St. Lucia, an island in the eastern part of the Caribbean, has undergone a transformation from an economy dependent on small scale agriculture to which embraces tourism as a means of increasing growth and opportunity for the small island. This strategy with regard to tourism has been successful in attracting many visitors to the picturesque mountains and idyllic beaches, but at what cost to the traditional livelihoods of the residents of the nation? This study seeks to respond to this.
The research question guiding this study seeks to identify the impacts of the development of tourism in St. Lucia on farmers who were, or still are, dependent on local banana agriculture. This question has the objective of better understanding the effects of this major change by looking specifically at local banana farmers. It is hypothesized that one of two impacts will be seen; either the development of tourism has increased disparity between those who remain in small scale agriculture versus those who have sought out new opportunities in entrepreneurship and employment in the tourism industry, or in the alternative it is possible that the reduced supply of local agriculture and increased demand for local produce has in fact had led to increased prices and opportunities for local banana farmers.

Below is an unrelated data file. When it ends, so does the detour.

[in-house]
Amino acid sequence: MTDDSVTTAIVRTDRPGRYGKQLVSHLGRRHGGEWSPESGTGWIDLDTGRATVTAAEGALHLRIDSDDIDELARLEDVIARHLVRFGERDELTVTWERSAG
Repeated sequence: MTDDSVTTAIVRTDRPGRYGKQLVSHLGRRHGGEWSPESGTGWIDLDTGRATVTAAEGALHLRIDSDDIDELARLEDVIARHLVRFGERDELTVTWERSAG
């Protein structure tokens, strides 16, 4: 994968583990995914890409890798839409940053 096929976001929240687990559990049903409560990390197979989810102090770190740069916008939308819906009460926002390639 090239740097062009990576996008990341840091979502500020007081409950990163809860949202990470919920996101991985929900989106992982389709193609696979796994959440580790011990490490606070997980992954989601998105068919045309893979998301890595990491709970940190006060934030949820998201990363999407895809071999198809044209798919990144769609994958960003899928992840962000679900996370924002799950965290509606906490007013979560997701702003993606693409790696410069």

Specific aims to fulfill this objective and answer the research question and develop a better understanding and insight with regard to the impacts on traditional livelihoods are:
To understand the change to the local banana markets of St. Lucia, in terms of customer base, market size and profit margins;
To understand the perceptions of local farmers with regard to the changes which have occurred and impacted their business with the rise of tourism in St. Lucia; and
To seek out any unintended effects of this economic growth with regard to local banana farming.